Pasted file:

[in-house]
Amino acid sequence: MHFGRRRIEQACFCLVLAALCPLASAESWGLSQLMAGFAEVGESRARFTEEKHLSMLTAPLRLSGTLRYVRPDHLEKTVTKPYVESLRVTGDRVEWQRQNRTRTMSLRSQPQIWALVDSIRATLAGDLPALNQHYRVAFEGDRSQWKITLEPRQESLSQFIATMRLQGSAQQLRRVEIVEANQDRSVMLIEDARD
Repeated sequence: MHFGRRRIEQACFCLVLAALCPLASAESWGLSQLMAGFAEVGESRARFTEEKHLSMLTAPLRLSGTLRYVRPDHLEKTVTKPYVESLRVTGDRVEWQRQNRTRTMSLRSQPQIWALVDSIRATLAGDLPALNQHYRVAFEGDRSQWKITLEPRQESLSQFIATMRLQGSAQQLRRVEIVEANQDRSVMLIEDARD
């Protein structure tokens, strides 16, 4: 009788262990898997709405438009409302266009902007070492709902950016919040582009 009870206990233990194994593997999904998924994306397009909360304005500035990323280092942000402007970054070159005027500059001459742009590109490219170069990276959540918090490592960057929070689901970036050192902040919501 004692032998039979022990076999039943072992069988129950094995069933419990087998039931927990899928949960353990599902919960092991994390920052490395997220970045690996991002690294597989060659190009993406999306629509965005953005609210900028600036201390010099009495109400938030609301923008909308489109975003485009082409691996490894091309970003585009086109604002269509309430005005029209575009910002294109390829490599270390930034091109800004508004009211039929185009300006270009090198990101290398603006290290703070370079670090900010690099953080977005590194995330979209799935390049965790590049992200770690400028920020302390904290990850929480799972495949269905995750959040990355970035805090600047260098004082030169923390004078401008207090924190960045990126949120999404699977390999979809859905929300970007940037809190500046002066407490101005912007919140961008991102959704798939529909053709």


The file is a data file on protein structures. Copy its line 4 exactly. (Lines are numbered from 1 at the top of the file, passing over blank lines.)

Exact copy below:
């Protein structure tokens, strides 16, 4: 009788262990898997709405438009409302266009902007070492709902950016919040582009 009870206990233990194994593997999904998924994306397009909360304005500035990323280092942000402007970054070159005027500059001459742009590109490219170069990276959540918090490592960057929070689901970036050192902040919501 004692032998039979022990076999039943072992069988129950094995069933419990087998039931927990899928949960353990599902919960092991994390920052490395997220970045690996991002690294597989060659190009993406999306629509965005953005609210900028600036201390010099009495109400938030609301923008909308489109975003485009082409691996490894091309970003585009086109604002269509309430005005029209575009910002294109390829490599270390930034091109800004508004009211039929185009300006270009090198990101290398603006290290703070370079670090900010690099953080977005590194995330979209799935390049965790590049992200770690400028920020302390904290990850929480799972495949269905995750959040990355970035805090600047260098004082030169923390004078401008207090924190960045990126949120999404699977390999979809859905929300970007940037809190500046002066407490101005912007919140961008991102959704798939529909053709």